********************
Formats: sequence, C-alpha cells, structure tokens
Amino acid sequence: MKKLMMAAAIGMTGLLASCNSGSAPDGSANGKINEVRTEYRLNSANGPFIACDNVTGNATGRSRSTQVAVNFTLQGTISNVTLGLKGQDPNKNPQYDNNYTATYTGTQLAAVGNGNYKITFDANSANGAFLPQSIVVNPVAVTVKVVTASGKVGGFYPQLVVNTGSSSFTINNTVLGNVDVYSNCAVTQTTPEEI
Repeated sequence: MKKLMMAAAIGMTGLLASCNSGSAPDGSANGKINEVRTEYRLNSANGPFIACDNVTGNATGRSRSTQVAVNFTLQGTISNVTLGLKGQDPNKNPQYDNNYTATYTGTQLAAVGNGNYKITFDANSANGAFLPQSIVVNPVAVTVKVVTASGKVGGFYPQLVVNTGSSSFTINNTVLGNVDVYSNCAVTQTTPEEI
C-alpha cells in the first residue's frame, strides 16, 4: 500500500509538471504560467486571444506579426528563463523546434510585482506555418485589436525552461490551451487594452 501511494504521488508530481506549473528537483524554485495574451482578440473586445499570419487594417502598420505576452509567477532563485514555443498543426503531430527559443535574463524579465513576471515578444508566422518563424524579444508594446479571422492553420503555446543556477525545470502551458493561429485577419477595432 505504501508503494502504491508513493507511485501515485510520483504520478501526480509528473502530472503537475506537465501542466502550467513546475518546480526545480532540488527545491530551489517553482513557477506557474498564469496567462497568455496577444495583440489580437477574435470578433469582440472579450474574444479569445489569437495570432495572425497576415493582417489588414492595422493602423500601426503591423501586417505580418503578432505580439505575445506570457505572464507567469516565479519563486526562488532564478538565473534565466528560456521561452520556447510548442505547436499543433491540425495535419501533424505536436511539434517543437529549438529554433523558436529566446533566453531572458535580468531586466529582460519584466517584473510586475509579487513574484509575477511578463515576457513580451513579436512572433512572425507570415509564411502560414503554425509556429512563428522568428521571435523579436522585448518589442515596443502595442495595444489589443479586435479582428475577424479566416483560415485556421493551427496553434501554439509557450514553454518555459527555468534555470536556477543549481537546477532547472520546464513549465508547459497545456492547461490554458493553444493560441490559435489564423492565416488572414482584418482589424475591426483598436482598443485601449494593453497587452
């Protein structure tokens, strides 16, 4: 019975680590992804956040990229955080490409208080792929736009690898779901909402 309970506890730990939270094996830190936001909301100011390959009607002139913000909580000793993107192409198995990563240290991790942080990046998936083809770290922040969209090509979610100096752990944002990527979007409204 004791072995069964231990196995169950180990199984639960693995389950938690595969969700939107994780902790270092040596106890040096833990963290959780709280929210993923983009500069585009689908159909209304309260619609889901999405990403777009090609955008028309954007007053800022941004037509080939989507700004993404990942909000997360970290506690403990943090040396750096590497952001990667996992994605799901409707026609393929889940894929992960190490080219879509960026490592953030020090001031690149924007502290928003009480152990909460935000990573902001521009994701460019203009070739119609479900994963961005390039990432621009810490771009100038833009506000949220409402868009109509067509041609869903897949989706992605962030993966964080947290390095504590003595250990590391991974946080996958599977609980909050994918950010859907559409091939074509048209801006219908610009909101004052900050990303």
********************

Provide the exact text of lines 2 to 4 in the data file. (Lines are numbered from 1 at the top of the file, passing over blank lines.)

Amino acid sequence: MKKLMMAAAIGMTGLLASCNSGSAPDGSANGKINEVRTEYRLNSANGPFIACDNVTGNATGRSRSTQVAVNFTLQGTISNVTLGLKGQDPNKNPQYDNNYTATYTGTQLAAVGNGNYKITFDANSANGAFLPQSIVVNPVAVTVKVVTASGKVGGFYPQLVVNTGSSSFTINNTVLGNVDVYSNCAVTQTTPEEI
Repeated sequence: MKKLMMAAAIGMTGLLASCNSGSAPDGSANGKINEVRTEYRLNSANGPFIACDNVTGNATGRSRSTQVAVNFTLQGTISNVTLGLKGQDPNKNPQYDNNYTATYTGTQLAAVGNGNYKITFDANSANGAFLPQSIVVNPVAVTVKVVTASGKVGGFYPQLVVNTGSSSFTINNTVLGNVDVYSNCAVTQTTPEEI
C-alpha cells in the first residue's frame, strides 16, 4: 500500500509538471504560467486571444506579426528563463523546434510585482506555418485589436525552461490551451487594452 501511494504521488508530481506549473528537483524554485495574451482578440473586445499570419487594417502598420505576452509567477532563485514555443498543426503531430527559443535574463524579465513576471515578444508566422518563424524579444508594446479571422492553420503555446543556477525545470502551458493561429485577419477595432 505504501508503494502504491508513493507511485501515485510520483504520478501526480509528473502530472503537475506537465501542466502550467513546475518546480526545480532540488527545491530551489517553482513557477506557474498564469496567462497568455496577444495583440489580437477574435470578433469582440472579450474574444479569445489569437495570432495572425497576415493582417489588414492595422493602423500601426503591423501586417505580418503578432505580439505575445506570457505572464507567469516565479519563486526562488532564478538565473534565466528560456521561452520556447510548442505547436499543433491540425495535419501533424505536436511539434517543437529549438529554433523558436529566446533566453531572458535580468531586466529582460519584466517584473510586475509579487513574484509575477511578463515576457513580451513579436512572433512572425507570415509564411502560414503554425509556429512563428522568428521571435523579436522585448518589442515596443502595442495595444489589443479586435479582428475577424479566416483560415485556421493551427496553434501554439509557450514553454518555459527555468534555470536556477543549481537546477532547472520546464513549465508547459497545456492547461490554458493553444493560441490559435489564423492565416488572414482584418482589424475591426483598436482598443485601449494593453497587452